Log on to the Kickstarter website and find out more. There you can pledge money and explore our rewards for your support and backing.  Kickstarter Project

Rather than trying to fund the whole series in one go, we just want to raise enough money to make the first episode. If successful, it will be broadcast in the New Year on Community Channel and repeated many times thereafter – and your name could be on the credits!

And, of course, all of our Kickstarter producers will have advanced downloads of the episode the minute it pops out of the edit room!

The First Episode – Bridgnorth, Shropshire
The reason we have chosen Bridgnorth is simple; it is one of Britain’s gems. Tucked away in the Midlands, it is found next to Ironbridge; birthplace of the Industrial Revolution. It lies on the River Severn, above Worchester and below Shrewsbury, and is at one end of the Severn Valley Railway – which still offers a fantastic heritage steam service. There is more to it than that, of course. It has a unique funicular; a Victorian Cliff Railway, the steepest in Britain; a church designed by the great civil engineer Thomas Telford; a castle keep, which is currently tilting at a greater angle than the leaning tower of Pisa; cave dwellings, once the home of the poor; a hermitage; and was also the scene of dramatic skirmishes during the English Civil War.

Thanks very much for helping making this happen. Kickstarter Project

New Series – Hidden Heritage

be-sixtowns In the late 1970s and early 1980s, Alec Clifton-Taylor made a series of programmes with the BBC entitled Six English Towns, Six More English Towns and Another Six English Towns. He was principally interested with showing off the wonderful survivors of beautiful architecture that was available to discover in our towns across England. Although a simple premise of looking at buildings, he did it with such charm and authority, it became a landmark series. That was thirty years ago. Much of what he showed us still remains, fortunately, but in that time towns have expanded enormously and a lot of our heritage has been swallowed up and tucked away behind the commercial hoardings, large plate-glass windows and new utilitarian constructions; what survives nowadays is often ignored or taken for granted.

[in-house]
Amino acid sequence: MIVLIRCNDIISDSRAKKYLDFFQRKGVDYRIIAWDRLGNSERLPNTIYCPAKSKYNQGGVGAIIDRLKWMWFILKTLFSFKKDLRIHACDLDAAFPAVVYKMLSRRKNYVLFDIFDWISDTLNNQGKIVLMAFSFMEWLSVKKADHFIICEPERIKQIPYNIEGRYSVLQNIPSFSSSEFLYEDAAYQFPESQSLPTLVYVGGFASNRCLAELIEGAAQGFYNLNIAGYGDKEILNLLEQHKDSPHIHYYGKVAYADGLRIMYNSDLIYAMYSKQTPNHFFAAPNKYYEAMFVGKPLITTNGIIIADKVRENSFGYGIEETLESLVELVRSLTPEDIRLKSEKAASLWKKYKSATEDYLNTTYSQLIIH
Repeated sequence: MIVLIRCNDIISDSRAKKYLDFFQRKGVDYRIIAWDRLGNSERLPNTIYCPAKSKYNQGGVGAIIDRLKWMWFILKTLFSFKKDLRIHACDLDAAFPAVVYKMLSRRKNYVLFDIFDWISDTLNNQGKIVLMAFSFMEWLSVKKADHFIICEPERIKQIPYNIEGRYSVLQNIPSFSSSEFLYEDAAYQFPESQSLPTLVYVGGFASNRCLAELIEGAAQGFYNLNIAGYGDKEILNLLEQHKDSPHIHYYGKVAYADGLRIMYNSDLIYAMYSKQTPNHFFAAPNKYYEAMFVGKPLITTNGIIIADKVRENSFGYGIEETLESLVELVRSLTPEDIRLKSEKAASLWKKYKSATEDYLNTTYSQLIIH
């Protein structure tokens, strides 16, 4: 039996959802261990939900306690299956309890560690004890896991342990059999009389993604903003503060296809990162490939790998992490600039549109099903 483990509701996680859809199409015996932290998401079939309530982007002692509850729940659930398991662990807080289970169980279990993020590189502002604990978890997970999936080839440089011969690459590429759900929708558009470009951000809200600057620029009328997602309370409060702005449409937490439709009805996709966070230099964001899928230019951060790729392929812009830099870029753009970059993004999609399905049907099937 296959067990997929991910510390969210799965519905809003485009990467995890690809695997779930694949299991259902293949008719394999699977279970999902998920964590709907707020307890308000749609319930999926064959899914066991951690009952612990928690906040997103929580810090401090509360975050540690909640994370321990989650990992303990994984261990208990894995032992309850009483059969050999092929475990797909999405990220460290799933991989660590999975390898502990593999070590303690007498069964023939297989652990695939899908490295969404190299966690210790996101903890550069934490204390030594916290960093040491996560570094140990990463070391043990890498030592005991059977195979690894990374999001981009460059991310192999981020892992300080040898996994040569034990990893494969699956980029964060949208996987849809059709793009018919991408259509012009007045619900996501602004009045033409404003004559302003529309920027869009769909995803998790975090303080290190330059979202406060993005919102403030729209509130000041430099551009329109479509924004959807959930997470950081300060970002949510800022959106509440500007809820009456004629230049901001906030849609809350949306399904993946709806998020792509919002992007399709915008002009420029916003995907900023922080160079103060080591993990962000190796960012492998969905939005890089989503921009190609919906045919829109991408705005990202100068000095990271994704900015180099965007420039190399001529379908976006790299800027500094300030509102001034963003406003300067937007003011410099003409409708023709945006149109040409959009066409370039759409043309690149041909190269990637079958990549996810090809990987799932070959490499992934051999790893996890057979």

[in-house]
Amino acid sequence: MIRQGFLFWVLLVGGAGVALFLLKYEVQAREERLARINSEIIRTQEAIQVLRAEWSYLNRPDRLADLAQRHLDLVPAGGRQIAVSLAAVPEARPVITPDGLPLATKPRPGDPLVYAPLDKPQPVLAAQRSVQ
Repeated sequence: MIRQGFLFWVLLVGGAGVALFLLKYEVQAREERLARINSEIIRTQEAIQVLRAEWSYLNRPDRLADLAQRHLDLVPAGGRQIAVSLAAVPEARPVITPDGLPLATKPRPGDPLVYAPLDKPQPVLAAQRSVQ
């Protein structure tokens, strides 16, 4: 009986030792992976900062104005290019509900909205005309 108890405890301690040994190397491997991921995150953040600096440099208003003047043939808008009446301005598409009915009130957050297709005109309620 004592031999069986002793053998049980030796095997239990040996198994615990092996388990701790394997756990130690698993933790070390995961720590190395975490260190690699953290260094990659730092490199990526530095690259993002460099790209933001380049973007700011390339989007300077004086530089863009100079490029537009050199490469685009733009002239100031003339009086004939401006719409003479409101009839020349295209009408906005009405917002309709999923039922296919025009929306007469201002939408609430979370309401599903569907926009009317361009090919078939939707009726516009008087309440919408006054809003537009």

I am planning to go in search of my own six towns to explore the hidden gems that are under our noses and often overlooked. To fund this, with the help of the Community Channel, a Kickstarter fund-raising project will start towards the end of June this year. (More information on that will announced soon.) This will mean, with a small TV crew, I shall be making a jaunt in the autumn and spending one week at each of the following towns:

Lyme Regis – Dorset
Lyme Regis is a coastal town in West Dorset, England, situated 25 miles west of Dorchester and 25 miles (40 km) east of Exeter. The town lies in Lyme Bay, on the English Channel coast at the Dorset–Devon border. It is nicknamed “The Pearl of Dorset.” The town is noted for the fossils found in the cliffs and beaches, which are part of the Heritage Coast—known commercially as the Jurassic Coast.

Barnstaple – Devon
Barnstaple or is a former river-port, large town, civil parish and the capital of the local government district of North Devon in the county of Devon, England. Since 1974, it has been a civil parish governed by town council.

Monmouth – Monmouthshire, Wales
Monmouth is a traditional county town in Monmouthshire, Wales. It is situated where the River Monnow meets the River Wye, within 2 miles of the border with England. The town is 36 miles north-east of Cardiff, and 127 miles west of London

Bridgenorth – Shropshire
Bridgnorth is a town in Shropshire, England, situated on the Severn Valley. It is split into High Town and Low Town, named on account of their elevations relative to the River Severn.

Newark-on-Trent – Nottinghamshire
Newark-on-Trent is a market town in Nottinghamshire in the East Midlands region of England. It stands on the River Trent, the A1, and the East Coast Main Line railway.

Sandwich – Kent
Sandwich is a historic town and civil parish on the River Stour in the Non-metropolitan district of Dover, within the ceremonial county of Kent, south-east England. It has a population of 6,800.

I do hope you will support our fund-raising efforts, tell your friends and family about the project and following the progress here on the website and on Twitter (@BaldExplorer #BaldExplorer) and of course Facebook too.